Bouncing bet blooms in late summer and is often seen in large stands of pale pink to white flowers growing in mass.  Don't confuse it with Dame's Rocket that blooms in the early summer.  That is a member of the mustard family and has its own uses.  Bouncing bet though has opposite, smooth leaves, or leaves that come off the stem directly across for each other.  The stems are also smooth and the plant can grow anywhere from 6 inches tall to 3 feet.  As it blooms from About July to September is another reason that I'm washing the fleece now.  They are easier to find when the flower is in bloom.

Now Bouncing bet is a poisonous plant.  This does not mean that everyone who eats it is going to die.  It just means it isn't good for you.  Your body will react if you take it internally and it won't be pretty.  Think ex lax in brownies and you'll understand.  But used on the outside of you as a detergent and you will find that your hair is softer, your skin smoother, and your wool more protective than by using any man made product out there.

The part of bouncing bet that you use is the root.  Normally you gather roots in the fall after a plant dies back, but bouncing bet root contains saponin, the working component, all year long.  No need to wait to collect it.  Also it doesn't matter if you gather it from a roadside.  This is not a medicine plant that need to be pure.  It is simply a detergent.  And last, soapwort is a non-native species and in some states it is considered to be an invasive.  Leave one little piece of the root in the ground and the plant will come up from that next year.  So it's not one you have to worry about over harvesting and not having next year.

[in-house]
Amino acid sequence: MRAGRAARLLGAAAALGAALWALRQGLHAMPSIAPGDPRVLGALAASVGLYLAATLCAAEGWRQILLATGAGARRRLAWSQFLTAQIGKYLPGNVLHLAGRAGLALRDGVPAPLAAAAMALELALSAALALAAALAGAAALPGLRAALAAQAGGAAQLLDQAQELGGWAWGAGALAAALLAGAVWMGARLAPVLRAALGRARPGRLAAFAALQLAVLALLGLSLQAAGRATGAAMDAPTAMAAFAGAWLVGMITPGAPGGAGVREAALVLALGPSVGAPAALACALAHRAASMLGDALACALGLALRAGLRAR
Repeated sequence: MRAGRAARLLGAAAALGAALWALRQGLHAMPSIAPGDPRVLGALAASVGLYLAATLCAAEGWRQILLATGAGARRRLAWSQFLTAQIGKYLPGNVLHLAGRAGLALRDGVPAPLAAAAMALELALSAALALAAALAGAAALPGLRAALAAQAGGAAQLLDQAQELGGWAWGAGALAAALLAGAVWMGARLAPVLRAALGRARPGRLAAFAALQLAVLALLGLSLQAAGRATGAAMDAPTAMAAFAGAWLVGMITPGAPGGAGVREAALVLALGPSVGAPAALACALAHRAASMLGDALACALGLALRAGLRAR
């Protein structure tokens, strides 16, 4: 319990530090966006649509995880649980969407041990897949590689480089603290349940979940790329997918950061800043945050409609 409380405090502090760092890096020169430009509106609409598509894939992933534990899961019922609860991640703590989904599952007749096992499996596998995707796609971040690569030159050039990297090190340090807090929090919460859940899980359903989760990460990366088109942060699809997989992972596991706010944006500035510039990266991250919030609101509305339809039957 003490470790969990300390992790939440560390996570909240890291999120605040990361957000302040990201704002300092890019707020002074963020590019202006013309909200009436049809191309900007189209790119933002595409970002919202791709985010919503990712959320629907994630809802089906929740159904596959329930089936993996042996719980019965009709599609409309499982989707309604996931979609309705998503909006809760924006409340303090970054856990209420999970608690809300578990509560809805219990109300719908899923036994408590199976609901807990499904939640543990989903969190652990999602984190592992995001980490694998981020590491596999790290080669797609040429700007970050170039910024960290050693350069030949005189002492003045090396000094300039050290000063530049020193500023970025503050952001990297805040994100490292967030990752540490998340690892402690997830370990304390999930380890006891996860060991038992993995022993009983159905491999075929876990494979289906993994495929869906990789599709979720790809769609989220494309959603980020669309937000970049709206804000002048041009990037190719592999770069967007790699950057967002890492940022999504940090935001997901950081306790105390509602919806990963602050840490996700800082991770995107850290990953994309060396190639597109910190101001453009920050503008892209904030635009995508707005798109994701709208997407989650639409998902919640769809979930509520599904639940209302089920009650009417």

After you dig up the root and pry it apart from all the other bouncing bet roots around it, most people let it dry and then brush the dirt off.  If you don't want to wait as long as you wash it off in hard water you don't have to worry about it losing too much of its power.  How you activate the saponins is by boiling the root in rain or softened water.  Let this cool, strain out the root, and what you have left is the best detergent for washing fleece that I know of.  As long as you stick with rain water you will have good, soft wool that retains enough of its lanolin to remain pretty waterproof.  It also makes your hair shine and bounce and helps clean your skin off of any residue left by harsher detergents and soaps.

So after putting off the fleece cleaning for most of the summer it is finally finished.  I can look at it and sigh with relief.  But only for a minute.  I still have the last of the corn to turn into relish and the beanstalks are looking full again.  Free time on a farm?  The little we get is more precious than gold.

Tuesday, August 6, 2013

For the Birds!

These are two different kind of crow calls-the second one is softer because I'm farther away from it

Debbie, one of my friends from town, came over this morning.  It was a great excuse to stop weeding the gardens (not that I need much of an excuse) and sit with a glass of homemade ginger ale and some butter cookies I made last night because I had a little too much cream and too many eggs in the house.  We sat on the north porch because it's screened in and the bugs are kinda bad today.  We talked about our families, gossiped about her ex's new girlfriend, and basically do what friends do when they haven't seen each other for a bit...we caught up.  Finally she brought up the subject of what brought her out here.